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Though colic or the heart-scad teaze us,
Or
any

inward dwam should seize us,
It masters a' sic fell diseases,

That would ye spulzie,
And brings them to a cannie crisis

Wi' little tulzie.
Wer't na for it the bonnie lasses
Would glow'r nae mair in keeking glasses
And soon tine dint o' a' the graces

That aft conveen
In gleefu' looks and bonnie faces,

To catch our een.
The fairest then might die a maid,
And Cupid quit his shooting trade,
For wha through clarty masquerade

Could then discover
Whether the features under shade

Were worth a lover ?

CCXLVI. LADY ANN BARNARD, 1750—1825.

AULD ROBIN GRAY. When the sheep are in the fauld, and the kye a'at hame, And a' the warld to sleep are gane; The waes o' my heart fa' in showers frae my e'e, When my gudeman lies sound by me. Young Jamie loo'd me weel, and socht me for his bride; But saving a croun, he had naething else beside: To mak that croun a pund, young Jamie gaed to sea; And the croun and the pund they were baith for me. He hadna been awa a week but only twa, When

my mother she fell sick, and the cow was stown

awa; My father brak his arm, and young Jamie at the sea,

, And auld Robin Gray cam'a-courtin' me. My father couldna work, and my mother couldna spin ; I toiled day and nicht, but their bread I couldna win ; Auld Rob maintained them baith, and, wi' tears in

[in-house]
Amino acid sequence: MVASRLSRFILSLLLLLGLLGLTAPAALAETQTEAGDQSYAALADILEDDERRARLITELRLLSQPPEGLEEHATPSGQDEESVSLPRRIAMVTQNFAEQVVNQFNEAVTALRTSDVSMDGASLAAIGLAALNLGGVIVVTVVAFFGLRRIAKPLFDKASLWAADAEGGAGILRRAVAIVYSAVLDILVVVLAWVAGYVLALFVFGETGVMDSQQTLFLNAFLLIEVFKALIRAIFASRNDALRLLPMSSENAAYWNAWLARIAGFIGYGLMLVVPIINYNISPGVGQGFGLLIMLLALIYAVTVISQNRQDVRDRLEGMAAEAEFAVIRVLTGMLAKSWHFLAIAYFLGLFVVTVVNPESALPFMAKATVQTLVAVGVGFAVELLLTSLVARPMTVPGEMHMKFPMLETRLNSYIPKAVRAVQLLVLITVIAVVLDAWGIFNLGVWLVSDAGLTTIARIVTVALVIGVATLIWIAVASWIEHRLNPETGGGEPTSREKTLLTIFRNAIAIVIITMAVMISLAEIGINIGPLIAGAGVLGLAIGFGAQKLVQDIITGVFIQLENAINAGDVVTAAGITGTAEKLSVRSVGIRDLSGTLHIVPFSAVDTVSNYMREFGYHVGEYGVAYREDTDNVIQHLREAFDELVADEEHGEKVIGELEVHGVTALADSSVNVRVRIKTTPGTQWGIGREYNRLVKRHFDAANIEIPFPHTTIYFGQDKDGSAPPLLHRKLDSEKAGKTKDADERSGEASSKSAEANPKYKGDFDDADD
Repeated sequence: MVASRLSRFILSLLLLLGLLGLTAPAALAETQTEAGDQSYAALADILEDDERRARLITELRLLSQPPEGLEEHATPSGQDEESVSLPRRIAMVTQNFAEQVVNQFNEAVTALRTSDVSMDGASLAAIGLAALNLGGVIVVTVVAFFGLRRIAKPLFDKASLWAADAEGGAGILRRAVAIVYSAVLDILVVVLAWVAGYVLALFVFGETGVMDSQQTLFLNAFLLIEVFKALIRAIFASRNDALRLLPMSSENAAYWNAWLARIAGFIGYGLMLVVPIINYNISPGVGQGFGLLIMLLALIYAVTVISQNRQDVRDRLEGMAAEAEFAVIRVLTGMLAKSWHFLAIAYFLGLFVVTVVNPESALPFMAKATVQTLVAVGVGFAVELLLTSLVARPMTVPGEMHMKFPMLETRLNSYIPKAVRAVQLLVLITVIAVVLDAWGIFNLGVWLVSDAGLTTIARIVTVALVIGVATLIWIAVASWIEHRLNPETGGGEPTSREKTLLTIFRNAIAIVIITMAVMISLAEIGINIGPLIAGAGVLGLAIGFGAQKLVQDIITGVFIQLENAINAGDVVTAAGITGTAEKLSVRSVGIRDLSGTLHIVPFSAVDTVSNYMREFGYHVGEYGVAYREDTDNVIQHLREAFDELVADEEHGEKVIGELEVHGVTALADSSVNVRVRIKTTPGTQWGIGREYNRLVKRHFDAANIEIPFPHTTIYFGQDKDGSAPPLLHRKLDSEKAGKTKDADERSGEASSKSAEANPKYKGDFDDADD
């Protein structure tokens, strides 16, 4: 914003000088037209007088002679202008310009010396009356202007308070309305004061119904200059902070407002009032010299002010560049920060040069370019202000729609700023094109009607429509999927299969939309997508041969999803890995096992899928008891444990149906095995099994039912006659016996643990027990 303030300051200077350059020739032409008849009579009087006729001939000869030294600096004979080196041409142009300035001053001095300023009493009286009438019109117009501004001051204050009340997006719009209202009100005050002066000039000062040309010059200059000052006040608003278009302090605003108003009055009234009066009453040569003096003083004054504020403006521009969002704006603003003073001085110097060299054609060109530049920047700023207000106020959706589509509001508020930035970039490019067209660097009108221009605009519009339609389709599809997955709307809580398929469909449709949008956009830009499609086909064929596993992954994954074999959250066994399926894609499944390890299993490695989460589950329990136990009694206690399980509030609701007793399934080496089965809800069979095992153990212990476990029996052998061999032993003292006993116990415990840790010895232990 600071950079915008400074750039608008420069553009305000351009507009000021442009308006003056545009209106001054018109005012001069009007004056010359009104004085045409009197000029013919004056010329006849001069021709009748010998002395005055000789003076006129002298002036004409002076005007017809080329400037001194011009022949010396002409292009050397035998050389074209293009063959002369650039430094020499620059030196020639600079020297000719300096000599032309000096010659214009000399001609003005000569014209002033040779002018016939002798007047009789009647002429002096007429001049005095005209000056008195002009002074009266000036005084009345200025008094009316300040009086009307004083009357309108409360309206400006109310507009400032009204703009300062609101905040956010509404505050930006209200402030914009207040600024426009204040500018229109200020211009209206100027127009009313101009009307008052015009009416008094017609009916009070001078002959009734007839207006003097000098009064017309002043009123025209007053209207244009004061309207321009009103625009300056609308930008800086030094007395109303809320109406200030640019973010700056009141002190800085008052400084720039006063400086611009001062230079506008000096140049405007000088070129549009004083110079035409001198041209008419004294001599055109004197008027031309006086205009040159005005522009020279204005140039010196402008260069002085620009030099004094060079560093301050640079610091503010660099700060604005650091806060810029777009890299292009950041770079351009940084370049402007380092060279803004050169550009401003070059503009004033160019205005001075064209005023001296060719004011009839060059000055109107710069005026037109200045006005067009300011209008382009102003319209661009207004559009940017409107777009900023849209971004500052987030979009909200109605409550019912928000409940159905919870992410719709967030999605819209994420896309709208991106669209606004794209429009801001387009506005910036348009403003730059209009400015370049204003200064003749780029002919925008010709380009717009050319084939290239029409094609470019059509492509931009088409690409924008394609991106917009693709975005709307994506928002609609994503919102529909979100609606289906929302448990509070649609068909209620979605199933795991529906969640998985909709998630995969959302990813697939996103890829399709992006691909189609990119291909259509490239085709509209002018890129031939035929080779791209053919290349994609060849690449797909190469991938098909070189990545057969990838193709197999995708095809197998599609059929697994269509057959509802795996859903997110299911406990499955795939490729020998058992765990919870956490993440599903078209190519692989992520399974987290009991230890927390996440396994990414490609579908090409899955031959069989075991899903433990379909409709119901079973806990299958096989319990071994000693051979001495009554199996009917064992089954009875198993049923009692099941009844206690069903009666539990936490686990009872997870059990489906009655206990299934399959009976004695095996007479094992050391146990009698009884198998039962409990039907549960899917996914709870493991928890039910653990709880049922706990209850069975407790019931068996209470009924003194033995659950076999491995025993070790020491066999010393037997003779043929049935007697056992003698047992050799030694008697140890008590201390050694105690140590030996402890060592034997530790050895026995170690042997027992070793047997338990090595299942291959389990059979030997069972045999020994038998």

his e'e, Said, “ Jennie, for their sakes, will you marry me !"

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My heart it said nay, for I looked for Jamie back;
But the wind it blew high, and the ship it was a wreck :
The ship it was a wreck,—why didna Jenny dee?
Or why do I live to say,

6 Wae's me?"
My father argued sair; my mother didna speak;
But she lookit in my face till my heart was like to break :
Sae they gied him my hand, though my heart was in

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the sea ;

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And so auld Robin Gray was gudeman to me.
I hadna been a wife a week but only four,
When mournful as I sat on the stane at the door,
I saw my Jamie's ghaist, for I couldna think it he,
Till he said, “ I'm come back, my love, for to marry thee."
Oh, sair, sair did we greet, and muckle did we say;
We took but ae kiss, and we tore ourselves away :
I wish that I were dead! but I'm no like to dee;
And why do I live to say, “Wae's me?”
I

gang like a ghaist, and I carena to spin ;